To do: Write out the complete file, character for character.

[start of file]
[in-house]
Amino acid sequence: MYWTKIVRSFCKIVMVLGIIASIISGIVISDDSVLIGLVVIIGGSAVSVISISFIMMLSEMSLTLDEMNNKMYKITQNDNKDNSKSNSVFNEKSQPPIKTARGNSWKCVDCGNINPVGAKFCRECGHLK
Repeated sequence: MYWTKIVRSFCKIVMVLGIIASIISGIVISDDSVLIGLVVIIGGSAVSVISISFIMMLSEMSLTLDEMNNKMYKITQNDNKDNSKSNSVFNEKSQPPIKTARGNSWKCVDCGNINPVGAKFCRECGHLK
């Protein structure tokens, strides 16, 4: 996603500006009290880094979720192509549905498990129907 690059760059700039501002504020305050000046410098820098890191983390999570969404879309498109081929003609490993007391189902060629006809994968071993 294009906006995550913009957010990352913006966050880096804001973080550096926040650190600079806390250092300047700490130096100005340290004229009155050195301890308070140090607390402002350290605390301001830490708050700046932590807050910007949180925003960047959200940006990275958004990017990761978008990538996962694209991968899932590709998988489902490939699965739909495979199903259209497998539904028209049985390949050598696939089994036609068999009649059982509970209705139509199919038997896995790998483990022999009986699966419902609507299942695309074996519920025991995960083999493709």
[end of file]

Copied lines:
[in-house]
Amino acid sequence: MYWTKIVRSFCKIVMVLGIIASIISGIVISDDSVLIGLVVIIGGSAVSVISISFIMMLSEMSLTLDEMNNKMYKITQNDNKDNSKSNSVFNEKSQPPIKTARGNSWKCVDCGNINPVGAKFCRECGHLK
Repeated sequence: MYWTKIVRSFCKIVMVLGIIASIISGIVISDDSVLIGLVVIIGGSAVSVISISFIMMLSEMSLTLDEMNNKMYKITQNDNKDNSKSNSVFNEKSQPPIKTARGNSWKCVDCGNINPVGAKFCRECGHLK
């Protein structure tokens, strides 16, 4: 996603500006009290880094979720192509549905498990129907 690059760059700039501002504020305050000046410098820098890191983390999570969404879309498109081929003609490993007391189902060629006809994968071993 294009906006995550913009957010990352913006966050880096804001973080550096926040650190600079806390250092300047700490130096100005340290004229009155050195301890308070140090607390402002350290605390301001830490708050700046932590807050910007949180925003960047959200940006990275958004990017990761978008990538996962694209991968899932590709998988489902490939699965739909495979199903259209497998539904028209049985390949050598696939089994036609068999009649059982509970209705139509199919038997896995790998483990022999009986699966419902609507299942695309074996519920025991995960083999493709």